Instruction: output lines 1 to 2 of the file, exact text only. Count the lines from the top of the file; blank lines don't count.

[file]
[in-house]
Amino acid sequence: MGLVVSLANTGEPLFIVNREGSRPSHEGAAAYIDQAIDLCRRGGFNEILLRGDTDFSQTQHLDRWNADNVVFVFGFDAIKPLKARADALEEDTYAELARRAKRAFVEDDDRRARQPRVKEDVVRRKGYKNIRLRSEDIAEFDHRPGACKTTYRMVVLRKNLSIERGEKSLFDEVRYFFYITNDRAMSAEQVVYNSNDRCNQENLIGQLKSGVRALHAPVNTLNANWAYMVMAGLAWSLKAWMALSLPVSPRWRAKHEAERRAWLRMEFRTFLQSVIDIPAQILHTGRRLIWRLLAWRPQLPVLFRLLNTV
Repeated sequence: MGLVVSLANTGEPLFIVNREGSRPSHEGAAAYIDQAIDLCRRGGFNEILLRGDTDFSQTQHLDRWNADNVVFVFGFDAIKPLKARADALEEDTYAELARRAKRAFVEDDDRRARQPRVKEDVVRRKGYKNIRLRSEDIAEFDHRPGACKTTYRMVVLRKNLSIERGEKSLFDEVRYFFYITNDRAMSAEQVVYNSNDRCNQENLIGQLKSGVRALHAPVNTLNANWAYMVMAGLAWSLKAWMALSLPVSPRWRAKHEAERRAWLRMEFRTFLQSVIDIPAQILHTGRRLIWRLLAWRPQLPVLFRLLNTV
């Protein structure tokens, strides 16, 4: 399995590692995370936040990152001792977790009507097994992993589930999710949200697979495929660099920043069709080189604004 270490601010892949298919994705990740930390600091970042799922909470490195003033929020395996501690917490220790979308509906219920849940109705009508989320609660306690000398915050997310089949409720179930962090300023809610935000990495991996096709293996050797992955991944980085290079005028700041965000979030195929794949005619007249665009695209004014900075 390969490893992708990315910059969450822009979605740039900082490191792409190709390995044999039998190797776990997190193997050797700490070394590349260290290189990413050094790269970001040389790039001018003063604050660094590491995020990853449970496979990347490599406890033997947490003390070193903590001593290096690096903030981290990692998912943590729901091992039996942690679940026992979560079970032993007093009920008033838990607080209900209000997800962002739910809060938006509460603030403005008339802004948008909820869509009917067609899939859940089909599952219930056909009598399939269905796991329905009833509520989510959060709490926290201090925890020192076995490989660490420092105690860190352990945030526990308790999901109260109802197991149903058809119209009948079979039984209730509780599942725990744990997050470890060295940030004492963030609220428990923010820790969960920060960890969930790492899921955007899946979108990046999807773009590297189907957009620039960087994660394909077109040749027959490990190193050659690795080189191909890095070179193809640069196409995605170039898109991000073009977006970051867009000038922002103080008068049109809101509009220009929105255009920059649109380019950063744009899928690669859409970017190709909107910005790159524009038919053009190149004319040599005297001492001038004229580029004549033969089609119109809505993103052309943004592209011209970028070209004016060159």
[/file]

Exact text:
[in-house]
Amino acid sequence: MGLVVSLANTGEPLFIVNREGSRPSHEGAAAYIDQAIDLCRRGGFNEILLRGDTDFSQTQHLDRWNADNVVFVFGFDAIKPLKARADALEEDTYAELARRAKRAFVEDDDRRARQPRVKEDVVRRKGYKNIRLRSEDIAEFDHRPGACKTTYRMVVLRKNLSIERGEKSLFDEVRYFFYITNDRAMSAEQVVYNSNDRCNQENLIGQLKSGVRALHAPVNTLNANWAYMVMAGLAWSLKAWMALSLPVSPRWRAKHEAERRAWLRMEFRTFLQSVIDIPAQILHTGRRLIWRLLAWRPQLPVLFRLLNTV